I attended a Conservative 9/11 event with “US wars are unlawful” flyers. 5 of 6

*hyperlinks live at source*

This article series explains what happened when I interacted with participants of a 9/11 event to welcome home US soldiers and honor the victims of 9/11, then provides the e-mail exchange with the sponsoring group’s leadership.

Consistent with my last two years of writing articles to explain, document, and prove current US wars aren’t even close to lawful and all based on lies, nobody at this event of mostly current and former US military could defend current US wars as lawful, even in subsequent e-mails and in their consultation with the group’s “Constitutionalist.” I challenge anyone to explain, document, and prove in the comments section below that US war in Afghanistan, Iraq, and/or Iran is legal (you can put what you say in more than one comment). I will likely demand anyone making such argument to refute my longer explanation of US war law that I will reference in my comment responses from my article, “Open proposal to US higher education.”

I encourage anyone with passion to end unlawful US wars to take my article’s “emperor has no clothes” obvious explanation and documentation of US war law to act with confidence to end US wars. Our soldiers’ response to their Oath of Enlistment to support and defend the US Constitution against all enemies, foreign and domestic, is to refuse all orders of unlawful wars.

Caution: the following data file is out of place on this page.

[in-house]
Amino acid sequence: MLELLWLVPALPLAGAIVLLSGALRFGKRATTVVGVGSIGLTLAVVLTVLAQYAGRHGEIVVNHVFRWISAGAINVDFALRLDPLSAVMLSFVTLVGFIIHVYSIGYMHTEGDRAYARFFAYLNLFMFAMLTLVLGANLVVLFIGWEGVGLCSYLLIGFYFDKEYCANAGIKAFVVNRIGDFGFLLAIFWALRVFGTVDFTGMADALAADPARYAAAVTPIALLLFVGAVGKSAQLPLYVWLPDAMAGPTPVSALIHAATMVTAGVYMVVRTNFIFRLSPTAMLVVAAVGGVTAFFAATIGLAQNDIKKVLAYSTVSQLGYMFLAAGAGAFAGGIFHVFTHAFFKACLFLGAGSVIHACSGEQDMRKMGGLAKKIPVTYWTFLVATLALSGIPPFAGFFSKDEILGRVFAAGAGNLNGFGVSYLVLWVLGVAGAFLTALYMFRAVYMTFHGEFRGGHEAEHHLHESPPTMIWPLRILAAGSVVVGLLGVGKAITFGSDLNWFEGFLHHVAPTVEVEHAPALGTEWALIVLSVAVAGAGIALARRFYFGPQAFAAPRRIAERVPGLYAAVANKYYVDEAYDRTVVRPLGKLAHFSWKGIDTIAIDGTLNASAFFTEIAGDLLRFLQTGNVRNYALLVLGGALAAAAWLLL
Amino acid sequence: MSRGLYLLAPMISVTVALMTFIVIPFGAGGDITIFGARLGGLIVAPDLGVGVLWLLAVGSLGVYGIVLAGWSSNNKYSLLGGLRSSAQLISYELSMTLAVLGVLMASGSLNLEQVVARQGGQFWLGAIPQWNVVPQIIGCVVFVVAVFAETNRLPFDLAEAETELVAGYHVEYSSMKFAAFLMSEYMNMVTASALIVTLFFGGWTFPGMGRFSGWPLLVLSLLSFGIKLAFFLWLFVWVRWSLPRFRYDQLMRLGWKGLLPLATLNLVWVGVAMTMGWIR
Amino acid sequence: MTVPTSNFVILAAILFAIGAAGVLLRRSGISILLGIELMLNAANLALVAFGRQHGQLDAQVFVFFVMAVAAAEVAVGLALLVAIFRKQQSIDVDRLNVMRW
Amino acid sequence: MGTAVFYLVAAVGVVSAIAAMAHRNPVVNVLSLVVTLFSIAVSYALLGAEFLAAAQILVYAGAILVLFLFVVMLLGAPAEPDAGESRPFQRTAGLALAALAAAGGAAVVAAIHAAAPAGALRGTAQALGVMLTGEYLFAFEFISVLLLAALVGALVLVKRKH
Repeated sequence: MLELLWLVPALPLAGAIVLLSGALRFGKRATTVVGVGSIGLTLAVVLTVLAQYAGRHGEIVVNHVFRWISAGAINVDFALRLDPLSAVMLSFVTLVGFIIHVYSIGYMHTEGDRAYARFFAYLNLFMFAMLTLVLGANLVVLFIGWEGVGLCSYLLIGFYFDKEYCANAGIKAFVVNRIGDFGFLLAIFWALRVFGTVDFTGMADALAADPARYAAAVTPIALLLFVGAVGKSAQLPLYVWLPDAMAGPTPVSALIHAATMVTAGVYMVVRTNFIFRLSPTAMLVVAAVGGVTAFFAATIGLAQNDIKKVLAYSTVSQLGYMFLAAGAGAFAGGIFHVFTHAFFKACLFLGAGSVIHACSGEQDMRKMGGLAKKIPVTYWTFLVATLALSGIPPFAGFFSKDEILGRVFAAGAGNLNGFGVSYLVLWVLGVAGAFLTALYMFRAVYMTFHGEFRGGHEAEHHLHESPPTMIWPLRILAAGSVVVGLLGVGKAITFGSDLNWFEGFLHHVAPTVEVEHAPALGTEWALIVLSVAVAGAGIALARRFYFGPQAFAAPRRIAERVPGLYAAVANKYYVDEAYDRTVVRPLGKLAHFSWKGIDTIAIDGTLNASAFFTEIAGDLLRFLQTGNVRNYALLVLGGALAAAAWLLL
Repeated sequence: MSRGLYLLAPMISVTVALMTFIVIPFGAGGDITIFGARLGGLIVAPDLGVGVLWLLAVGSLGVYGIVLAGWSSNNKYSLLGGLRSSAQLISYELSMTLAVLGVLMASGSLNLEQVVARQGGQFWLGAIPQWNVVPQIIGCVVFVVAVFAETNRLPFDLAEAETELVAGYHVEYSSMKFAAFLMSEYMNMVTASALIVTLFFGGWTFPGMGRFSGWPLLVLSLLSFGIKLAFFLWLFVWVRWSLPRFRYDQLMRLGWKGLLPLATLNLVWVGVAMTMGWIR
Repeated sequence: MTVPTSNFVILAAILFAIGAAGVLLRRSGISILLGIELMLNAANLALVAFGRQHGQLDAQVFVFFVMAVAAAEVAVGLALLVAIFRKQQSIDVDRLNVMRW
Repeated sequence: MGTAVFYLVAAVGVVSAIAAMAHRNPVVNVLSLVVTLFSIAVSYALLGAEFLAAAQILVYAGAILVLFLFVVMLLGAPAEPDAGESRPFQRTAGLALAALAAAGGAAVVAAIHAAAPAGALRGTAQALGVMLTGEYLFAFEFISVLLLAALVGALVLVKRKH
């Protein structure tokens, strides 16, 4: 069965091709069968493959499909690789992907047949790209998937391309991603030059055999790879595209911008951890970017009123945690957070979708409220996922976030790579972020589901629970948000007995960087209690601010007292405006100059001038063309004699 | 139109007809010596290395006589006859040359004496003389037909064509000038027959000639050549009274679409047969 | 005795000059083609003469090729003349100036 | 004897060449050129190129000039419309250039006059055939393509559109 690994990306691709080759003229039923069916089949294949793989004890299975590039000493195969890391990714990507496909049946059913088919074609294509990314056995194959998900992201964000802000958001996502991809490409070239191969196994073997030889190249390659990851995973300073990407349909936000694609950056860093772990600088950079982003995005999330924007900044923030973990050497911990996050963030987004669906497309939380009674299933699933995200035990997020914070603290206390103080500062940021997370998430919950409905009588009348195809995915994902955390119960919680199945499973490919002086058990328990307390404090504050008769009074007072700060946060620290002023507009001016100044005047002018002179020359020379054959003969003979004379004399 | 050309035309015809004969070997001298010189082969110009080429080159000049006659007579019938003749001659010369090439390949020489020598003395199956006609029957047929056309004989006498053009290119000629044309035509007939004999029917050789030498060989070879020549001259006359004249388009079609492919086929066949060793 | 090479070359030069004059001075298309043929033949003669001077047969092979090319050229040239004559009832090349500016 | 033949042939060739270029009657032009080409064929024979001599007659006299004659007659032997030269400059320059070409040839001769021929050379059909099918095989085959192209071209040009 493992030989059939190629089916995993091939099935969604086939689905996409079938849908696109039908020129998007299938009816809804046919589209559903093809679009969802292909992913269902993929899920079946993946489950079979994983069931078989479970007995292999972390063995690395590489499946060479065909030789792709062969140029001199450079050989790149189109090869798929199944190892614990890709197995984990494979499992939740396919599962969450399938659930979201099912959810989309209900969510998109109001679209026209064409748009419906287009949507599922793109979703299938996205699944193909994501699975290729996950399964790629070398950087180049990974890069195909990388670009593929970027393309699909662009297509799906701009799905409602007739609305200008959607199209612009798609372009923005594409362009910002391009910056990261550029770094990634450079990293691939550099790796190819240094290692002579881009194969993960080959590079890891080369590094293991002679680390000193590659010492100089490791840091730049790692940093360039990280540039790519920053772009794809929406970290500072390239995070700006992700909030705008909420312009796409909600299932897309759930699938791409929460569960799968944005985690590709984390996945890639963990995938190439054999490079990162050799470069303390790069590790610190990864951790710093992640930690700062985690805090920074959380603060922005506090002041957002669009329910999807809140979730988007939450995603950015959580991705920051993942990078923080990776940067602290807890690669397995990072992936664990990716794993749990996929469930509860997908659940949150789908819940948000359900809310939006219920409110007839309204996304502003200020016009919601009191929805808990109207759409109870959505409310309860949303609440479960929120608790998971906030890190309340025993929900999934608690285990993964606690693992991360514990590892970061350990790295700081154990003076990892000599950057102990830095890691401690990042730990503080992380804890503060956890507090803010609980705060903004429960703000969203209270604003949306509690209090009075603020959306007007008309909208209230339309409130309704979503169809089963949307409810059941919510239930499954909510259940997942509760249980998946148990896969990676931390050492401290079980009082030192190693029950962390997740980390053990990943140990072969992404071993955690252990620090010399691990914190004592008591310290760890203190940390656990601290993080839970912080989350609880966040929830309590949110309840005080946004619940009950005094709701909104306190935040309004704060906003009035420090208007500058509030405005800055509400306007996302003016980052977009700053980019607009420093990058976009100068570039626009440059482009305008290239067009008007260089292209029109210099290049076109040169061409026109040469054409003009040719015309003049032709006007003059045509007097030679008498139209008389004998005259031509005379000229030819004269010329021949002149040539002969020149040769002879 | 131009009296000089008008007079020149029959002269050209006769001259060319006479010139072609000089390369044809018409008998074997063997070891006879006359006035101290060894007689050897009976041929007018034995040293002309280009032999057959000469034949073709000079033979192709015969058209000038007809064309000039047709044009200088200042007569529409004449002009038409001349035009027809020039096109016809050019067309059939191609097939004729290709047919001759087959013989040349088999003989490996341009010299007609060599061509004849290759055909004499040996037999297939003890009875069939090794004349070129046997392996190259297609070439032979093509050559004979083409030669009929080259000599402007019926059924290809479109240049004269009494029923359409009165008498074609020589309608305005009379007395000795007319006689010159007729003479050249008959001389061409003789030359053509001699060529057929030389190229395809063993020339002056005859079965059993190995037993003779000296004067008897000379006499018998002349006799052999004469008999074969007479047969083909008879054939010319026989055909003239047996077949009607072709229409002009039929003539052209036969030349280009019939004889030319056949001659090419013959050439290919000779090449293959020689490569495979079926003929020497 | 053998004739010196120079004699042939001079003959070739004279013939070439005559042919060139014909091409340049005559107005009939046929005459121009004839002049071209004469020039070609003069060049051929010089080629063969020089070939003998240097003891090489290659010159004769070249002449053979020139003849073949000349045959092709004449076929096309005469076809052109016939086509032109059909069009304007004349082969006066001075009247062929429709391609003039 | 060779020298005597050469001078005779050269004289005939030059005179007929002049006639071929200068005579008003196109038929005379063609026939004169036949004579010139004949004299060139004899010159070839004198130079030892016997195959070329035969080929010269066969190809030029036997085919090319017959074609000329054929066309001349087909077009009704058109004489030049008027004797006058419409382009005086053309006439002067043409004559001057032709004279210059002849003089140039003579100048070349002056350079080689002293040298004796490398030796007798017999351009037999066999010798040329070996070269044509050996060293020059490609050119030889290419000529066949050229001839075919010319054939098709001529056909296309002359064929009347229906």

This article series’ sections:

Part 1: Introduction, what happened at the event, and my first e-mail to the event sponsors.

Part 2: E-mails from group leaders, who I’ll name, “Tom,” “Dick,” and “Harry” (I’ll forward them the article; they can identify themselves if they choose). Tom and Dick go on the offensive.

Part 3: E-mail continuation: My response to Dick, their “Constitutionalist” says this issue is a waste of time. Tom responds.

Part 4: E-mail continuation: attempting to reach Tom with reason

Part 5: E-mail conclusion with Tom.

Part 6: A possible addendum should event organizers wish to respond.

* * * * *

This is Part 5: E-mail conclusion with Tom

9/19 to Tom:

Tom:

Last call:

I know you support our soldiers. Do you still support this war?

Or do you see it as unlawful and thereby something to end?

Do you have the intellectual integrity and moral courage to answer, or will you dodge this question?

You don't have to answer; this is your call, Tom. You've had the courage to engage in the question of lawful or unlawful war, which I appreciate. As a social studies teacher, psychology is a topic in our department. Cognitive dissonance is the rejection of facts when they prove too disturbing; I understand and have witnessed many people go through the painful process (including myself). But if you can do it, I recommend taking the step to, as you say, "live in the real world." The real facts are that patriotic Americans working hard and living in good faith were duped by political leadership to support US wars for purposes other than lawful use of force. These acts killed over 5,000 American soldiers and over a million human beings living outside the US. The long-term cost is $3-$5 trillion of our dollars. Tom, these events are in the area of my academic training and professional experience, so I see them clearly for what they are: unlawful Wars of Aggression that our citizens and soldiers should refuse, and that we should prosecute the "leadership" that planned them, lied to sell them, and ordered our naive soldiers to execute (and hence guilty of attacking and killing our own soldiers in "emperor has no clothes" obvious illegal war). This US "leadership" is bi-partisan and includes corporate media.